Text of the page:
2)  For Evangelism.  Picking up garbage with our neighbours is evangelism?  No, it’s not.  It is service.  Evangelism is when we speak the words of the Good News to someone and plead, persuade, and appeal to them to repent and believe.  Evangelism isn’t service but it can be helped by service.  Our Church has owned a building in this neighbourhood for years.  People could come to faith through our witness.  But they need to know we’re here first.  Serving is a way to let our neighbours know that we’re here and that we want to serve them (and serve with them) in Jesus’ name.  In addition to being an intrinsic good on its own, serving can be a way of ‘earning the right to be heard’.  This, I suspect Christians will learn in the decades ahead, is even more important as suspicion of traditional Christianity rises around us.  Picking up garbage this Saturday is a way to get to know our neighbours, be seen helping alongside with their common concerns.  No pressure to ‘share the Gospel’.  We’re there to serve.  But let me just share what a community leader told me once.  I told him that “propagating our faith is always a top priority for us”.  He smiled and replied:  “Hey, we’re all people.  We may see the world in different ways, but if people see you taking part, maybe they’ll be more open to your beliefs”.   Wise words.

3)  As A Stepping Stone To Something More.  One of my constant prayers for my congregation is that God would give us one or two unique ways to serve our neighbours.  That’s an important prayer because WB is a community which has lots of needs but also lots of people, programs, and organizations (both religious and non) who are already meeting those needs.  We don’t want to be redundant and run, for example, a healthy breakfast club or food bank when those things are already being done competently by others.  We also don’t want to shirk responsibility either.  We are to be a city on a hill after all.  It is important to not parachute in with our plans and agendas to help out.  We need to come alongside and participate in what is already going on.  We need to be servants and act like missionaries where we’ve been planted.  We need to not come in wearing our T-shirts but to wear theirs. *Psst, this isn’t just a metaphor – there’s a free t-shirt in it for you!*  If my prayer for one or two specific ways to serve is going to be answered, it almost certainly won’t be answered while sitting still.  If we take part in something as simple as this clean-up , and keep on for maybe a few years, we will be learning, making connections, becoming comfortable with our neighbours, and they with us.  Then, who knows what could come of it?  Oh wait, God knows!  Let’s participate and be in prayer.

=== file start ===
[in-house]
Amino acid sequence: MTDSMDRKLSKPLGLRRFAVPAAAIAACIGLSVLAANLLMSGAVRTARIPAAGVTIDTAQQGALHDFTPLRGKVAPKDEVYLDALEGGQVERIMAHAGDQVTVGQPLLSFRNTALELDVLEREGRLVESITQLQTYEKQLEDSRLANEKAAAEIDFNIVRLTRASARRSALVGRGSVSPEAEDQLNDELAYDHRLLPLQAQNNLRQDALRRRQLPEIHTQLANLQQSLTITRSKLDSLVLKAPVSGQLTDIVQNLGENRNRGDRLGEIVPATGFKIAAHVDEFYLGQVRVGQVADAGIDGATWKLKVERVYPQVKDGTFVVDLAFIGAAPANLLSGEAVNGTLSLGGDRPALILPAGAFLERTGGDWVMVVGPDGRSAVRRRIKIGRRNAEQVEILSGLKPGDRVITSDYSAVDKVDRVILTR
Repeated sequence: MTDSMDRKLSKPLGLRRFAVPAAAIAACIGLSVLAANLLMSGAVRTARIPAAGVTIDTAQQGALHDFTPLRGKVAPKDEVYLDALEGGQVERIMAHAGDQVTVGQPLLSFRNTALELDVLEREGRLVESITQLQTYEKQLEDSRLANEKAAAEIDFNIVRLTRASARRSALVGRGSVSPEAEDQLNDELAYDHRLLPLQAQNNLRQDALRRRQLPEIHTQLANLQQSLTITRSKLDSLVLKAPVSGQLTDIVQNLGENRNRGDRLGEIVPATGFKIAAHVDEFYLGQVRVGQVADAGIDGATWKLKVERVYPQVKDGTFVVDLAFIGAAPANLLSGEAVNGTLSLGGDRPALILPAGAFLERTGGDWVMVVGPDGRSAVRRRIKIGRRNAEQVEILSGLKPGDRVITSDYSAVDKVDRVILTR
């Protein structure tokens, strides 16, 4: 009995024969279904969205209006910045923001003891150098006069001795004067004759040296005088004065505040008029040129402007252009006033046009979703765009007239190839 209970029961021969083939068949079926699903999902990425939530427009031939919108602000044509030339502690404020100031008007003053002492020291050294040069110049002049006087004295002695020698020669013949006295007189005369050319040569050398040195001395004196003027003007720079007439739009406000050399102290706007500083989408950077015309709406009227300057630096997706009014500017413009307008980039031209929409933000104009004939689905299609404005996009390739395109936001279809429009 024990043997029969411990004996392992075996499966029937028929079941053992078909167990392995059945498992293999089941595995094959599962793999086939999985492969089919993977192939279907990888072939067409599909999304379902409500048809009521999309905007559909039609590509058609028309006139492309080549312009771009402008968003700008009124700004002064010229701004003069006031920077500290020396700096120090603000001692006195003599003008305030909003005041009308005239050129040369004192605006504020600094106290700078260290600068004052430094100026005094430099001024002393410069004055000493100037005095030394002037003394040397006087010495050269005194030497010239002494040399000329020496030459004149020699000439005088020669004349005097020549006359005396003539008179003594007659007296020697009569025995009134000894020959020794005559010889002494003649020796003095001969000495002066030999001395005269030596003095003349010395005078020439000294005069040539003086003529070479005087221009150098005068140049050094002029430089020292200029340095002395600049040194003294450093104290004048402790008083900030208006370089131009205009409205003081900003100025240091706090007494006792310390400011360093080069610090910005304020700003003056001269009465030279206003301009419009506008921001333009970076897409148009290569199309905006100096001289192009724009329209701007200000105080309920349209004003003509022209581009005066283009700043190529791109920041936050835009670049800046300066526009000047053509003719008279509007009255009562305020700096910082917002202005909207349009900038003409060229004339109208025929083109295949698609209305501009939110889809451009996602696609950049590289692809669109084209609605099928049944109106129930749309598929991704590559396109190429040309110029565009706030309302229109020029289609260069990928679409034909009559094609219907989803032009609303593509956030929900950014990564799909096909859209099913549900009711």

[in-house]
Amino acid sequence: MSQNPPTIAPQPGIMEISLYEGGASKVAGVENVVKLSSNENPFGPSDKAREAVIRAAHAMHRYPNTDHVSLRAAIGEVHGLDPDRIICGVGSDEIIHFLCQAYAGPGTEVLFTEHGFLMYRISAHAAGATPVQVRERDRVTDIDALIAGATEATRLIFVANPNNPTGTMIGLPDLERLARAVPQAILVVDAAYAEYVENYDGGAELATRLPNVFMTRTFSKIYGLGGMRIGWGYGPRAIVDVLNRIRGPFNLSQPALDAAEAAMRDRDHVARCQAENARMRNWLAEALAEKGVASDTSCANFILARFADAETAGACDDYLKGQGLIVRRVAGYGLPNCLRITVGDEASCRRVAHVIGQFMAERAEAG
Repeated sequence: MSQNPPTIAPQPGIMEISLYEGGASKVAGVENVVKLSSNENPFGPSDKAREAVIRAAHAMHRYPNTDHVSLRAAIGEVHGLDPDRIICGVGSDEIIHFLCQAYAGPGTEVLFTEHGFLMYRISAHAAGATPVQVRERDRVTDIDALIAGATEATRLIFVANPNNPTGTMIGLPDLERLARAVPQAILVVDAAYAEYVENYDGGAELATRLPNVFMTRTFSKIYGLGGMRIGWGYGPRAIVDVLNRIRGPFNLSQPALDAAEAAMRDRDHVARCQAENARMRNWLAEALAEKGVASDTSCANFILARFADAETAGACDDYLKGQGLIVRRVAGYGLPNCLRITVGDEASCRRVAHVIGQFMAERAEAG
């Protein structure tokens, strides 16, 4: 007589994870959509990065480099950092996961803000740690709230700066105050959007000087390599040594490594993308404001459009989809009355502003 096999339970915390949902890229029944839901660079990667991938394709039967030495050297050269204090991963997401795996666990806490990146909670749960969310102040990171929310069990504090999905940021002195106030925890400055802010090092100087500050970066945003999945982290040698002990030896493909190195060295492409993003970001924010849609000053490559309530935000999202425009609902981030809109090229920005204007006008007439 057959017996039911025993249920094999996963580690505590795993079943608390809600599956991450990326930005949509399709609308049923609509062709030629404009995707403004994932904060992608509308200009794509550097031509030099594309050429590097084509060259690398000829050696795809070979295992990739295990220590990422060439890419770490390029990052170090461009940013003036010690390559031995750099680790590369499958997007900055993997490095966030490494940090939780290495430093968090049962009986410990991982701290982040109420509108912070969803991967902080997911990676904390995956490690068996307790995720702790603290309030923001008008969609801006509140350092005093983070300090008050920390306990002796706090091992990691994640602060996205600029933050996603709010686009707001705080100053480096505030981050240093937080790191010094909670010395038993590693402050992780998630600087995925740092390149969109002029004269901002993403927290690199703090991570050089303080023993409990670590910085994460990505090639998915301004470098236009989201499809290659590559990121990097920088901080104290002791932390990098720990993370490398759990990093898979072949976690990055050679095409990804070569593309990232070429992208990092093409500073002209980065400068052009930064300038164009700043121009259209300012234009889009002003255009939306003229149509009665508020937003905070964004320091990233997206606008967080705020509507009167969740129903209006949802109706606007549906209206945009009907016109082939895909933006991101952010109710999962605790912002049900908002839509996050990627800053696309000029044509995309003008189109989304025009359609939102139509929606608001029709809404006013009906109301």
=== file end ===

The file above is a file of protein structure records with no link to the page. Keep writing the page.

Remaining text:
No Hiding

Looks like he found a good church.  But it wasn't the one of his dreams.

A community of Jesus which seeks to hide itself has ceased to follow him. “Neither do men light a lamp and put it under a bushel, but on the stand.” … The bushel may be the fear of men, or perhaps deliberate conformity to the world for some ulterior motive.  Dietrich Bonhoeffer